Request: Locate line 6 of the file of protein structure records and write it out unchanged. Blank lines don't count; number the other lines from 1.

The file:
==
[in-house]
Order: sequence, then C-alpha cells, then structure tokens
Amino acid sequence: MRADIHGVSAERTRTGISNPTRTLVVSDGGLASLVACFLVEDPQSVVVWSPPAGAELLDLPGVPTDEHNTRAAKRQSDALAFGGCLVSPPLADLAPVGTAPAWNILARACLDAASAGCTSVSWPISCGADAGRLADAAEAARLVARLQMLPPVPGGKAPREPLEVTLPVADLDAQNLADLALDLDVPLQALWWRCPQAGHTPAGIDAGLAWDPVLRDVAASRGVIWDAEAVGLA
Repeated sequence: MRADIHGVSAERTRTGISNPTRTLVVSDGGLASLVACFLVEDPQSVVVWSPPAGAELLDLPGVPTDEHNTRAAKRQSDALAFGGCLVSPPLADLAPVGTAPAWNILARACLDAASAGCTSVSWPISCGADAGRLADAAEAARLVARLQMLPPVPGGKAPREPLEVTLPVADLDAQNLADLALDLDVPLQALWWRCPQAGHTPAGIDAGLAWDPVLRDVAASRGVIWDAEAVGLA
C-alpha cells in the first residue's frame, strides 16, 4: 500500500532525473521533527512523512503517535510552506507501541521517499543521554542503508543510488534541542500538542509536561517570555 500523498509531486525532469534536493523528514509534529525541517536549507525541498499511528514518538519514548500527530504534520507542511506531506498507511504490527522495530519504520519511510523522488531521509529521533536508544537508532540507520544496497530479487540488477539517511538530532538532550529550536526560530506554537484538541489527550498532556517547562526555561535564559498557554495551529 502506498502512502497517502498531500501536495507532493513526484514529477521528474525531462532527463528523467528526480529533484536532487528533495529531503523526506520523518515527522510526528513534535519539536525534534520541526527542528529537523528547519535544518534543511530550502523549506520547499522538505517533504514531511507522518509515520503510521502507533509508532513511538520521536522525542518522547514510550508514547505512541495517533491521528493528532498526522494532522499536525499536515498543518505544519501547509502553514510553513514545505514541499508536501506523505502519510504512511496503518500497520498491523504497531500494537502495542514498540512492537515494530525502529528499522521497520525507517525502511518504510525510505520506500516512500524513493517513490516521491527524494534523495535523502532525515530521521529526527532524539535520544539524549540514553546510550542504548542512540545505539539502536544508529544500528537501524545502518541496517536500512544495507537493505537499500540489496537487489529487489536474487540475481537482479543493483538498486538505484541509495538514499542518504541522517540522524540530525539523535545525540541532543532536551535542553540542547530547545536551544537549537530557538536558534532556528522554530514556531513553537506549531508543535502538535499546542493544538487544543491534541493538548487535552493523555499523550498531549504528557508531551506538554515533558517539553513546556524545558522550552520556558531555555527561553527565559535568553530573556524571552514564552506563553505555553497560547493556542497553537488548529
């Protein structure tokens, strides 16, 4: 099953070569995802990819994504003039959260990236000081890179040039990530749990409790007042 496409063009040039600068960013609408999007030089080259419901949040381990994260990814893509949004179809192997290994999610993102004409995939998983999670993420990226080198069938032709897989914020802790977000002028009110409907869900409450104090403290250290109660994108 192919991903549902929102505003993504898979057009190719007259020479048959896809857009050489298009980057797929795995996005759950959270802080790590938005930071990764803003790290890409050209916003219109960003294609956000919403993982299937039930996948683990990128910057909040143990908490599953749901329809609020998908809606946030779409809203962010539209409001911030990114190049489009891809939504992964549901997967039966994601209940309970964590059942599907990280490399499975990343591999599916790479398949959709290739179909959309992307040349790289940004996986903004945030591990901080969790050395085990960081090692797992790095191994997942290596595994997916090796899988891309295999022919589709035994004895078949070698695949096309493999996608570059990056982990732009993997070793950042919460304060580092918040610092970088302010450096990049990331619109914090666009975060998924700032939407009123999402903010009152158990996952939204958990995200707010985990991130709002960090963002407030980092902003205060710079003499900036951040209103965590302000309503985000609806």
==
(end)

């Protein structure tokens, strides 16, 4: 099953070569995802990819994504003039959260990236000081890179040039990530749990409790007042 496409063009040039600068960013609408999007030089080259419901949040381990994260990814893509949004179809192997290994999610993102004409995939998983999670993420990226080198069938032709897989914020802790977000002028009110409907869900409450104090403290250290109660994108 192919991903549902929102505003993504898979057009190719007259020479048959896809857009050489298009980057797929795995996005759950959270802080790590938005930071990764803003790290890409050209916003219109960003294609956000919403993982299937039930996948683990990128910057909040143990908490599953749901329809609020998908809606946030779409809203962010539209409001911030990114190049489009891809939504992964549901997967039966994601209940309970964590059942599907990280490399499975990343591999599916790479398949959709290739179909959309992307040349790289940004996986903004945030591990901080969790050395085990960081090692797992790095191994997942290596595994997916090796899988891309295999022919589709035994004895078949070698695949096309493999996608570059990056982990732009993997070793950042919460304060580092918040610092970088302010450096990049990331619109914090666009975060998924700032939407009123999402903010009152158990996952939204958990995200707010985990991130709002960090963002407030980092902003205060710079003499900036951040209103965590302000309503985000609806």